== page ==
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THE JOURNAL OF CARDIOVASCULAR SURGERY
A Journal on Cardiac, Vascular and Thoracic Surgery
Indexed/Abstracted in: BIOSIS Previews, Current Contents/Clinical Medicine, EMBASE, PubMed/MEDLINE, Science Citation Index Expanded (SciSearch), Scopus
Impact Factor 1,632
ORIGINAL ARTICLES VASCULAR SECTION
The Journal of Cardiovascular Surgery 2015 October;56(5):763-7
Experimental study of a new open stent for vessel banding in a swine model: long-term results
Scarcello E. 1, Triggiani G. 2, Setacci F. 3, Arispici M. 4, Setacci C. 5 ✉
1 Unit of Vascular and Endovascular Surgery, Annunziata Hospital of Cosenza, Cosenza, Italy;
2 Department of Physics, University of Pisa, Pisa, Italy;
3 Department of Surgery “P. Valdoni”, “Sapienza” University of Rome, Rome, Italy;
4 Departmentof Animal Pathology, University of Pisa, Pisa, Italy;
5 Department of Medicine, Surgery and Neuroscience, Vascular and Endovascular Surgery Unit, University of Siena, Siena, Italy
AIM: A new stent was designed, conceived for being placed externally around blood vessels to perform vessel banding in a much simple and fast way. In fact it requires the dissection of a single segment of the aortic wall, as its mechanical features allow it to slide on the tunica adventitia. After previous tests (ex vivo and in vivo test), the new stent has been evaluated in vivo long-term study.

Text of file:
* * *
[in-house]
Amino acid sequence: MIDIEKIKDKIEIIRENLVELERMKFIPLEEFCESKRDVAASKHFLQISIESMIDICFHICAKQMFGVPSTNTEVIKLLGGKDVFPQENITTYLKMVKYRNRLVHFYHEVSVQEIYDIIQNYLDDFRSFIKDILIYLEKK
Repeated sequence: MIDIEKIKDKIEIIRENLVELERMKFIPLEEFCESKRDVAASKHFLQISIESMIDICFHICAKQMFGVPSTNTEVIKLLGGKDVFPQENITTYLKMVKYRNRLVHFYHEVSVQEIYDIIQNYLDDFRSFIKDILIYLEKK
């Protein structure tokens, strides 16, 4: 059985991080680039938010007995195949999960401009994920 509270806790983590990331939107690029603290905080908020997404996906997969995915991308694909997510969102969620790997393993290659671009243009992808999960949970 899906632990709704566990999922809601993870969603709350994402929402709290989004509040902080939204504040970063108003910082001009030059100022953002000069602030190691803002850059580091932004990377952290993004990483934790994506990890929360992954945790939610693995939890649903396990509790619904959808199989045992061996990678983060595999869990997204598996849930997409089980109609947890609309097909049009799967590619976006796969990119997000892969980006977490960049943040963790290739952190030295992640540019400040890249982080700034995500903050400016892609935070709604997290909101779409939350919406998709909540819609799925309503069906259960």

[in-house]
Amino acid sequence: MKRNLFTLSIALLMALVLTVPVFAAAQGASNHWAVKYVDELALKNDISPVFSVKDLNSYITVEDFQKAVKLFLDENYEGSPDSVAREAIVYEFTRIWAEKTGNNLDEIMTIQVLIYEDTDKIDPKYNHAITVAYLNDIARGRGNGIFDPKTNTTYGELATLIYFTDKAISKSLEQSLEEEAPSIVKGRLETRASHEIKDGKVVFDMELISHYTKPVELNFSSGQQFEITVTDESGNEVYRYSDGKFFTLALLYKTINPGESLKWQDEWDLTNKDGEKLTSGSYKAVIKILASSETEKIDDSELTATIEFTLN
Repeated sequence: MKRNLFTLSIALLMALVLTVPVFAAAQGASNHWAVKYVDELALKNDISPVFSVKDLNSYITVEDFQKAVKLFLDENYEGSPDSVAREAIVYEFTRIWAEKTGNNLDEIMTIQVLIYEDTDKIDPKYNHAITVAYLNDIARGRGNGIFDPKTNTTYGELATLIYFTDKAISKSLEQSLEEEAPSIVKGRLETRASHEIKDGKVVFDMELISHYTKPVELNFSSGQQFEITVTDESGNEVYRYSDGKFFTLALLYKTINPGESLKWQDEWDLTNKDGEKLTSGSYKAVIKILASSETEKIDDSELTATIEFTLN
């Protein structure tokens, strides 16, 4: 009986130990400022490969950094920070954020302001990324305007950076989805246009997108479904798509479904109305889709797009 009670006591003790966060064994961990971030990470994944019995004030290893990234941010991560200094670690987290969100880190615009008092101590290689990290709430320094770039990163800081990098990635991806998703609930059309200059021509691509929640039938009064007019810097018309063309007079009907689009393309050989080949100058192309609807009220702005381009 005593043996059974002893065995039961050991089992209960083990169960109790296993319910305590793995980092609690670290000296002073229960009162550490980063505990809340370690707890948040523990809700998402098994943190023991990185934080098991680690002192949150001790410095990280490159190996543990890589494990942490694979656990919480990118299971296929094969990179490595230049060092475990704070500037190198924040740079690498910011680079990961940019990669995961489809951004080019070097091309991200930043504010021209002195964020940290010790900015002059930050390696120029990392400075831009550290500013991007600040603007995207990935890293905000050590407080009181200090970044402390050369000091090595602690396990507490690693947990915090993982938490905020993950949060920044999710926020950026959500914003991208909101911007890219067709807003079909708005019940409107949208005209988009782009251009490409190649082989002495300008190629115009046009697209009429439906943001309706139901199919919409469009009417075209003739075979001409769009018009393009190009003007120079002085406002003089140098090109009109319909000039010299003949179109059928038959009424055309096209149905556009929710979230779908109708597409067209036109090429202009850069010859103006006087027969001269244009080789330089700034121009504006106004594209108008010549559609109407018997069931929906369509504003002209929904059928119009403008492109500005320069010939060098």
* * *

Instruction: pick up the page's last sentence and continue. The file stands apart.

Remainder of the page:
METHODS: In female pig of average weight of 60 kg, after placement of endoprosthesis in infrarenal abdominal aorta, immediately below renal arteries, aortic banding was performed with new stent at the level of each end of endoprosthesis, identified under fluoroscopic guidance. Pigs were followed up for six months, and acetylsalicylic acid was administrated: 100 mg once a day. After six months, histological evaluation of explanted abdominal aorta was performed.
RESULTS: New stent made the aortic banding simple and fast. Postoperative course was uneventful. Histological results were similar to previous 10-week survival tests and not damages of aortic wall were observed.
CONCLUSION: Positive outcome of three last long-term survival tests, as of all those ex vitro and in vivo tests previously performed, makes conceivable further scientific investigation and trials.